If you are in the Middle Tennessee area and you would like a visit from the author please send an e-mail to: lenny[at]leonardoverse.com
For a list of things to do in advance of an author visit, please download THINGS TO DO IN ADVANCE OF AN AUTHOR VISIT.
If you’re an educator, check below for lesson plans that coincide with state standards for both elementary and high school age students. There are also numerous tools that teachers can use in the classroom. If there is something that you don’t see that you’d like to, please feel free to let me know in the comment section. I will also have guest posts from some of my closest allies that include topics such as comics, recipes, movies, books, American History and more!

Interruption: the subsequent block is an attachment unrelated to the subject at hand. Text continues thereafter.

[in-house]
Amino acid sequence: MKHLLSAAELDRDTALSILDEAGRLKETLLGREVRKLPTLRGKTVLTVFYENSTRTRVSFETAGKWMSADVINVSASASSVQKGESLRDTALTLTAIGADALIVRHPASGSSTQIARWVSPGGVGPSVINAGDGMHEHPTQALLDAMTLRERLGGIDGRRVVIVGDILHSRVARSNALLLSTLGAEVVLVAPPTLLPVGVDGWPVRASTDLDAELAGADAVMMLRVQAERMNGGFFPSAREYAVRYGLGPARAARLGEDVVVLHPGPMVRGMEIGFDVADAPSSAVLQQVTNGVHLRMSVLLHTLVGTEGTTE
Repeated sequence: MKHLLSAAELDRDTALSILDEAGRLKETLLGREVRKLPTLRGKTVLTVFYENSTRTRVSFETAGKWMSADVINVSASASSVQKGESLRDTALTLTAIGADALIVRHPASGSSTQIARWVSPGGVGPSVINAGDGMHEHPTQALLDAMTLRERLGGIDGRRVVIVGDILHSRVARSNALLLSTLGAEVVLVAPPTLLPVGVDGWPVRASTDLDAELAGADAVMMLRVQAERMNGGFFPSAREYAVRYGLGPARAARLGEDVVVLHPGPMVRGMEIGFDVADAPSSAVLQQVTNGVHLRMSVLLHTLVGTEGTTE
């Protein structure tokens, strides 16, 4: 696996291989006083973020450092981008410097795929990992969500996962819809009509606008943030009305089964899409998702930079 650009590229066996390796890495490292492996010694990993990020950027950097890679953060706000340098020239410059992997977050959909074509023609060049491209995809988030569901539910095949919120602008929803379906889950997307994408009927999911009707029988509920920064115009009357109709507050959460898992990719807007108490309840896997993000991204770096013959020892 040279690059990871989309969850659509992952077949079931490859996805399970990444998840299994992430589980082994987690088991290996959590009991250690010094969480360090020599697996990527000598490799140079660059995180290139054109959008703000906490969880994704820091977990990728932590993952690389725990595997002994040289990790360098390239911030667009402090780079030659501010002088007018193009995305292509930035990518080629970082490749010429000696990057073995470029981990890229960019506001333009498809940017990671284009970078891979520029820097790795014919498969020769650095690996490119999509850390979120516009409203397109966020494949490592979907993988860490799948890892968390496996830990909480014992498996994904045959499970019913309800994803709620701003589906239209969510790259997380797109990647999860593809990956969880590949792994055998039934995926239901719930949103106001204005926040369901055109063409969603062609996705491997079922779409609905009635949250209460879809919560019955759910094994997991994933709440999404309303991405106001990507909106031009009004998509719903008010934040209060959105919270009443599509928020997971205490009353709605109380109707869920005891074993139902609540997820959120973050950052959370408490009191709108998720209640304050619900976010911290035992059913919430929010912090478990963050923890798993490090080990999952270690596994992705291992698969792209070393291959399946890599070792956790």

Tips for young writer…Never stop writing. Never stop giving up on your dreams. Your dream may not come true at the time that you had hoped but if you work hard and never give up you will write for the world to see. I have a file folder full of rejection letters from publishers and at the end of that file is my contract with Markosia for the graphic novel, Haven. I keep it so that some day when my daughter is working hard and feels like her dream won’t happen I can pull out that folder and tell her to never give up. I would also say learn as much as you can about writing. As Thomas Jefferson once said, “question everything with boldness” which in essence means do your research! Find things out for yourself and don’t take someone’s word for something. Dig!
For Elementary Age:
For fans of Jupiter Chronicles, download the Are you Callie or Ian? questions and find out who your kiddos are mostly like!